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Ecotherapy: Don’t forget the ‘therapy’

While ecotherapy is on the rise, many eco-therapists don’t have a clinical training. Yet, explains Dr Joe Hinds, working in nature is no soft option. Taking client work outside taxes our attentional capacities, necessitates a solid theoretical frame, and often – as the co-editor of Ecotherapy has discovered – demands deep reflexive practice.

 

Ecotherapy may be thought of as a broad extended family with a diversity of personalities, some of which place more or less emphasis on the therapeutic component. I prefer the term eco-psychotherapy simply because it implies with far less ambiguity the importance of the ‘therapy’ and the processes required to become a reflexive practitioner. This seems to be increasingly important with eco-therapy, as it is with mainstream mental health provision – which tends to lean towards short-term advice giving rather than any meaningful therapeutic dialogue.

Nature, in its widest sense, experienced from pictures to lengthy immersions in wilderness, can elicit a variety of emotional responses and may do so without an explicit therapeutic element. Yet, this exposure alone may have a therapeutic effect for many. So, although nature can be ‘healing’ (whatever this may mean) there is a danger, even for trained psychotherapists engaged in ecotherapy, that we fall into a non-therapeutic position and let nature do the work.

This may be perfectly appropriate and acceptable for many people seeking relief from common challenges, or as an escape from less sensual and aesthetically pleasing environments. However, for those people experiencing more complex difficulties, the psychotherapist working outdoors needs to have a solid foundation from which to practice. This foundation is twofold: a theoretical frame to best understand the work in its fullest sense, and a thorough, albeit never complete, process of self-awareness and examination developed in their own personal therapy, reflexivity and supervision.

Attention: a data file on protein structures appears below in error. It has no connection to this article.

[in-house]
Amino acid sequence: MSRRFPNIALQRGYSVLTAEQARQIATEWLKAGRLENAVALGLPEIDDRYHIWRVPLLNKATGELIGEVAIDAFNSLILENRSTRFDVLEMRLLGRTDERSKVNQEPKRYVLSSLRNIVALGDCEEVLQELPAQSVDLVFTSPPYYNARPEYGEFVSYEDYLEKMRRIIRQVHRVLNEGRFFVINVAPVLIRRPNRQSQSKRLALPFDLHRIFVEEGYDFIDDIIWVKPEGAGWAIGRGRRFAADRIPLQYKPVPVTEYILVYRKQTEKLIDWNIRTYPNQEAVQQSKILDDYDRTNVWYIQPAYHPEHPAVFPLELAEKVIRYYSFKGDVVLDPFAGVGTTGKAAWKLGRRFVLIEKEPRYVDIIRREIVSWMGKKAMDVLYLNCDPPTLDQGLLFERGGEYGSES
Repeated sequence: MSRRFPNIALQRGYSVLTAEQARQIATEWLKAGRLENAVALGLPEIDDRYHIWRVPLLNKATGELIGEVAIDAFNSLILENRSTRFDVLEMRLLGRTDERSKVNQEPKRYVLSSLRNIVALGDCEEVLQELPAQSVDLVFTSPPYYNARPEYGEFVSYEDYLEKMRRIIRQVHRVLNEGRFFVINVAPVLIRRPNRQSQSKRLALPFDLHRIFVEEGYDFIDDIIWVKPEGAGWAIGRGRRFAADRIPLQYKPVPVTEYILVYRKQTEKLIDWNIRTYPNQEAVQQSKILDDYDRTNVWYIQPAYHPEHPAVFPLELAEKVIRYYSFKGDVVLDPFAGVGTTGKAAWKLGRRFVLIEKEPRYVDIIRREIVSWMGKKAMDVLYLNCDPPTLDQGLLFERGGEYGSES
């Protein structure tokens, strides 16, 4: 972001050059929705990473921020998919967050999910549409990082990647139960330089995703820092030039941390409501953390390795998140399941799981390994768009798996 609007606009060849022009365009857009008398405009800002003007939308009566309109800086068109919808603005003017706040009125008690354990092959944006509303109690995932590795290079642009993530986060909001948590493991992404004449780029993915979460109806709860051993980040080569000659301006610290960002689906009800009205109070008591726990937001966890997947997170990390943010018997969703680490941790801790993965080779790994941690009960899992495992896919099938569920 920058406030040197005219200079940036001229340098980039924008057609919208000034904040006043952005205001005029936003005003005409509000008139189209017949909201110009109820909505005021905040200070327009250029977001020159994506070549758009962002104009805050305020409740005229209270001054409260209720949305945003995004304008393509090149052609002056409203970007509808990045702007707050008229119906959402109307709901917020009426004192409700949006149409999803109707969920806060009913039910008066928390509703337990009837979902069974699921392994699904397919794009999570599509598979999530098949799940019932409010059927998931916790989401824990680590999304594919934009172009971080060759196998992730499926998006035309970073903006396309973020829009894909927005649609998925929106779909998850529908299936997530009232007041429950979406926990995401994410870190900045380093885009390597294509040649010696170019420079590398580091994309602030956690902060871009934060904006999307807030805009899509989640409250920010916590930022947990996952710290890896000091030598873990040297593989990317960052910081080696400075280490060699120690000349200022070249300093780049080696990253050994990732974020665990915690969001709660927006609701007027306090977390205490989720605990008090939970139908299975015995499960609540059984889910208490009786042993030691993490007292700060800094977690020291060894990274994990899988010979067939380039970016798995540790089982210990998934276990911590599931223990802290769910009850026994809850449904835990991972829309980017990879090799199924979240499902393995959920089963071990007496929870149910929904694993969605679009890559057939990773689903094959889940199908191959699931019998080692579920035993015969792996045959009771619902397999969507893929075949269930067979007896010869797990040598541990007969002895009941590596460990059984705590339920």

I have been asked by clients to work outside many times, and I do so only after a conversation about ‘why’ (although not asked directly). The reasons will always leave me in a dilemma; these decisions are ridden with pros and cons – the paradoxical nature of psychotherapy. Their motives for going ‘out’ stand alongside mine. My childhood in rural New Zealand was such that the natural environment was an ‘escape’ – a safe place to go. So, I have a multitude of issues to consider:

Will I agree to this request because it feels like the right time for this person to broaden horizons for greater insight, or because there is a desire to avoid intimacy?

Is there a need for a visceral ‘working through’?

Is it an opportunity to observe the change from adapted to free child, and the associated rich metaphorical encounters that bring them ‘alive’?

Am I selling this idea because of my own reflexive avoidance, which has been transferred (sublimated) to an externalised evangelism?

Taking psychotherapy outdoors is not a panacea. It is important to be sensitive to the ebb and flow of someone’s psyche, and to communicate an understanding about whether going out

for that person at this time can be beneficial. By beneficial, I don’t mean ‘positive’, as going out is often fraught with fears and complications; awareness and change are seldom achieved without challenge. By leaving the holding capacity of a familiar room, with its privacy and predictability, therapy outdoors taxes the attentional capacities of the therapist. The facilitation of reflections, observations and interpretations of living, embodied and linguistic metaphors (‘evocative objects’) is a very different undertaking when moving through a dynamic and open space. It requires, for example, far greater attention to a sense of holding and containing. We are far more active physically and mentally because of the richness of place and encounter.

Therefore, conceptual and theoretical understandings help orientate and contain the therapist as much as they do the client, and must sit alongside human warmth and empathy – neither by themselves is sufficient in eco-therapy, particularly when working with more complex manifestations of distress.

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Dr Joe Hinds

Dr Joe Hinds is a Senior Lecturer on the MSc Therapeutic Counselling course at the University of Greenwich, UK and an Integrative Psychotherapist (UKCP; MBACP). He has published a number of papers related to the relationship between the natural environment and psychological wellbeing including a recent co-edited volume (Ecotherapy) that examines the diverse psychotherapeutic ways of encountering nature. He has a passion for the outdoors and spends time in nature as a therapist, researcher, and for relaxation as often as he can.

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